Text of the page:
Useful JavaScript Game Extensions: Number#floor and Number#ceil

Parts 14 and 15 of my 256 part series on useful JavaScript game extensions.

JavaScript is missing a lot of features that help a language be object oriented. I don’t see why since they are so easy to add.

/**
 * @returns The number truncated to the nearest integer of less than or equal value.
 *
 * (4.9).floor(); // => 4
 * (4.2).floor(); // => 4
 * (-1.2).floor(); // => -2
 */
Number.prototype.floor = function() {
  return Math.floor(this);
};
/**
 * @returns The number truncated to the nearest integer of greater than or equal value.
 *
 * (4.9).ceil(); // => 5
 * (4.2).ceir(); // => 5
 * (-1.2).ceil(); // => -1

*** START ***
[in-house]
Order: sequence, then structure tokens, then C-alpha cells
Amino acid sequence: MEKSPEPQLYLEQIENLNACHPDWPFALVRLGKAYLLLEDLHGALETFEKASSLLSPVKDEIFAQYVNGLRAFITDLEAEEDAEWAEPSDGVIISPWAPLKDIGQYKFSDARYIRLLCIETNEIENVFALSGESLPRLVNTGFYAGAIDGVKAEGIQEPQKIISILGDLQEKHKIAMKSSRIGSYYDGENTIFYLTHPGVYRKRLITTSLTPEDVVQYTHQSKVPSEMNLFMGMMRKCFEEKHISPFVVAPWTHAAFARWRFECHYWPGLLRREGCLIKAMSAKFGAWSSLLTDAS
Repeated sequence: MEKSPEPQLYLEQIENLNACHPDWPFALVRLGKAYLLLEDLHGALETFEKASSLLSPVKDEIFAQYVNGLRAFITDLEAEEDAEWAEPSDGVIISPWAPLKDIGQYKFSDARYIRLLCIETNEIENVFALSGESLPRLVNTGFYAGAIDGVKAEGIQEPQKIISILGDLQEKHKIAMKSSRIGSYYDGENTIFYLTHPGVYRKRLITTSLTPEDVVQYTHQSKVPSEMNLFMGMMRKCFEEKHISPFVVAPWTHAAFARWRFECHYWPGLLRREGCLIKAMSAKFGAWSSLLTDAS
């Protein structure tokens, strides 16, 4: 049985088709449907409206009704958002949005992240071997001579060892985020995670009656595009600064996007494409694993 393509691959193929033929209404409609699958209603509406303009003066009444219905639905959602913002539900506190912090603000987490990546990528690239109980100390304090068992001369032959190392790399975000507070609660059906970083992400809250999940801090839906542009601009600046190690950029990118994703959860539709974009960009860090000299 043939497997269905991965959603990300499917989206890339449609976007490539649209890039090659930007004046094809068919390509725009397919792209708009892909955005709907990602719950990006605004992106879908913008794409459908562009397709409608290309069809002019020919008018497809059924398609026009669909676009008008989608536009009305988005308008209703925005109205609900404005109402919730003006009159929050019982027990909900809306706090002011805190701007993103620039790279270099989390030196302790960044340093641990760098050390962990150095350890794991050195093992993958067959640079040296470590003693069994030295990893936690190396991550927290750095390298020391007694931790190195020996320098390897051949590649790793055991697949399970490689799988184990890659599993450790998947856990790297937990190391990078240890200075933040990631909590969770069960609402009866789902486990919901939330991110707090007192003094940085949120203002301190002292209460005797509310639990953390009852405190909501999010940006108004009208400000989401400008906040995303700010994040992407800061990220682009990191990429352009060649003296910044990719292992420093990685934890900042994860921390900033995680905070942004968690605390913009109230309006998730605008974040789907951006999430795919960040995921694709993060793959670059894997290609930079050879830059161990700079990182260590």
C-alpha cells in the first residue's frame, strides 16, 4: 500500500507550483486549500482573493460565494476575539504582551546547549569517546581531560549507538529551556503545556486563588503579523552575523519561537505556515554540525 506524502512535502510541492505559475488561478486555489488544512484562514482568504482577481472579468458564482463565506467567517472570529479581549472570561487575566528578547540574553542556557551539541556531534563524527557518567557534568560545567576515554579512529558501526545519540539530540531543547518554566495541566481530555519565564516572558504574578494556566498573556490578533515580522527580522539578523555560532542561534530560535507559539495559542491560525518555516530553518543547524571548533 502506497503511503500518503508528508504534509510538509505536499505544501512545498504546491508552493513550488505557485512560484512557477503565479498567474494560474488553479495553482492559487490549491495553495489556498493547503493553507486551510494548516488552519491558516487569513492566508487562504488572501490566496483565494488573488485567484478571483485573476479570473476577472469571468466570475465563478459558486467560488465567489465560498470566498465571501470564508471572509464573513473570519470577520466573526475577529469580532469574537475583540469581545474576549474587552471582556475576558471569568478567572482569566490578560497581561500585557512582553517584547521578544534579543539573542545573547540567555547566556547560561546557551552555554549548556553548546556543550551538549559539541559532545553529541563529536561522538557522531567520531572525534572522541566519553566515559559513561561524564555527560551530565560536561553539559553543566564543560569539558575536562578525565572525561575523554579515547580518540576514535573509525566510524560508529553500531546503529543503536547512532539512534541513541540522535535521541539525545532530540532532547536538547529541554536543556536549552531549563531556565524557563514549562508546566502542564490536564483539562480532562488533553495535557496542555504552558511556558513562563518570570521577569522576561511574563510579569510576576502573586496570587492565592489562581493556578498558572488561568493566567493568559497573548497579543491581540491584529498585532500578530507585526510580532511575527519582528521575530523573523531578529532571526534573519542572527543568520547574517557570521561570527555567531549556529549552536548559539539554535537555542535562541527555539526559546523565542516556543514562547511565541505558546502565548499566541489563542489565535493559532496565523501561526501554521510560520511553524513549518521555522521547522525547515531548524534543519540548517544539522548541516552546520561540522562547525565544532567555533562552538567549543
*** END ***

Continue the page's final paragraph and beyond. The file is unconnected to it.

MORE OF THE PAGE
*/
Number.prototype.ceil = function() {
  return Math.ceil(this);
};

Quest for Meaning a game made in two days for Mini-LD #21

Here it is, my entry for the mini-Ludum Dare competition. The competition theme is “biggest fear”, and one of my biggest fears is a meaningless life. Not only that, but a meaningless eternity. Pictures for Sad Children has a very similar theme at times and it helped inspire parts of this game (though I couldn’t find a good way to work in “monster most vulnerable when heaving with sobs”).

This was my first 2 day competition and I’ve learned some things. First, two days is a long time. Second, having real tools would make me very, very happy. Third, I thought that doing all the art and all the programming for a game would be hard, but it seems to use different parts of the brain, so when working on art the programming part of my brain is relaxing and vice versa.

This was the first moderately legit game that I’ve done all my own art on (title screen and chest graphics contributed by Lana). Also, my first game with a 4 color grayscale pallet. And additionally, my first major undertaking on the Pixie platform.